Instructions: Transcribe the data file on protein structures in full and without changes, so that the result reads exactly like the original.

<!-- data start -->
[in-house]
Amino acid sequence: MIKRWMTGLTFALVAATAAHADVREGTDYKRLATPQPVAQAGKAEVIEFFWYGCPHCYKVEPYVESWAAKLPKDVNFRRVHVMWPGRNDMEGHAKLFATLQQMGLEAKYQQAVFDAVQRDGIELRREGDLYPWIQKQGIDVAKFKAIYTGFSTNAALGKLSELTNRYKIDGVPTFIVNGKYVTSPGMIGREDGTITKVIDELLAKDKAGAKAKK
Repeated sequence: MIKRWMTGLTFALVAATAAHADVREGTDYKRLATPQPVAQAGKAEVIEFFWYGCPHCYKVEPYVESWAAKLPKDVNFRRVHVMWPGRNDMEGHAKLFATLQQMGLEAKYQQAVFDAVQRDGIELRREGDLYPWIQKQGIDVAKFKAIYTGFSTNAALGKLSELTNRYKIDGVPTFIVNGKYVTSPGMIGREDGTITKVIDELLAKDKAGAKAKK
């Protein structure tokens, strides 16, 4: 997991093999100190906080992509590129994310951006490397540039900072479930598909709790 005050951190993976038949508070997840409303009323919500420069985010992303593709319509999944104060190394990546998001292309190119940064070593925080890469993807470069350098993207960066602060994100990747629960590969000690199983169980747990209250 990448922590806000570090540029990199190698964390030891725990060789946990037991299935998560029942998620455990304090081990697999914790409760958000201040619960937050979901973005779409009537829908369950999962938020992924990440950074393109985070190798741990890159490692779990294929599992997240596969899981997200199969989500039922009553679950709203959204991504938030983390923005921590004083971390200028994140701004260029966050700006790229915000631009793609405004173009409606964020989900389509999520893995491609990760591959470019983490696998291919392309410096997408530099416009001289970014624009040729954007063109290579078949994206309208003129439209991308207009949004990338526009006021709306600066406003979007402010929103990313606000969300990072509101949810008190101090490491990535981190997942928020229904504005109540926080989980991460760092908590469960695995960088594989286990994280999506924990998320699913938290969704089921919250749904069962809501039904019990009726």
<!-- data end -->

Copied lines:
[in-house]
Amino acid sequence: MIKRWMTGLTFALVAATAAHADVREGTDYKRLATPQPVAQAGKAEVIEFFWYGCPHCYKVEPYVESWAAKLPKDVNFRRVHVMWPGRNDMEGHAKLFATLQQMGLEAKYQQAVFDAVQRDGIELRREGDLYPWIQKQGIDVAKFKAIYTGFSTNAALGKLSELTNRYKIDGVPTFIVNGKYVTSPGMIGREDGTITKVIDELLAKDKAGAKAKK
Repeated sequence: MIKRWMTGLTFALVAATAAHADVREGTDYKRLATPQPVAQAGKAEVIEFFWYGCPHCYKVEPYVESWAAKLPKDVNFRRVHVMWPGRNDMEGHAKLFATLQQMGLEAKYQQAVFDAVQRDGIELRREGDLYPWIQKQGIDVAKFKAIYTGFSTNAALGKLSELTNRYKIDGVPTFIVNGKYVTSPGMIGREDGTITKVIDELLAKDKAGAKAKK
């Protein structure tokens, strides 16, 4: 997991093999100190906080992509590129994310951006490397540039900072479930598909709790 005050951190993976038949508070997840409303009323919500420069985010992303593709319509999944104060190394990546998001292309190119940064070593925080890469993807470069350098993207960066602060994100990747629960590969000690199983169980747990209250 990448922590806000570090540029990199190698964390030891725990060789946990037991299935998560029942998620455990304090081990697999914790409760958000201040619960937050979901973005779409009537829908369950999962938020992924990440950074393109985070190798741990890159490692779990294929599992997240596969899981997200199969989500039922009553679950709203959204991504938030983390923005921590004083971390200028994140701004260029966050700006790229915000631009793609405004173009409606964020989900389509999520893995491609990760591959470019983490696998291919392309410096997408530099416009001289970014624009040729954007063109290579078949994206309208003129439209991308207009949004990338526009006021709306600066406003979007402010929103990313606000969300990072509101949810008190101090490491990535981190997942928020229904504005109540926080989980991460760092908590469960695995960088594989286990994280999506924990998320699913938290969704089921919250749904069962809501039904019990009726």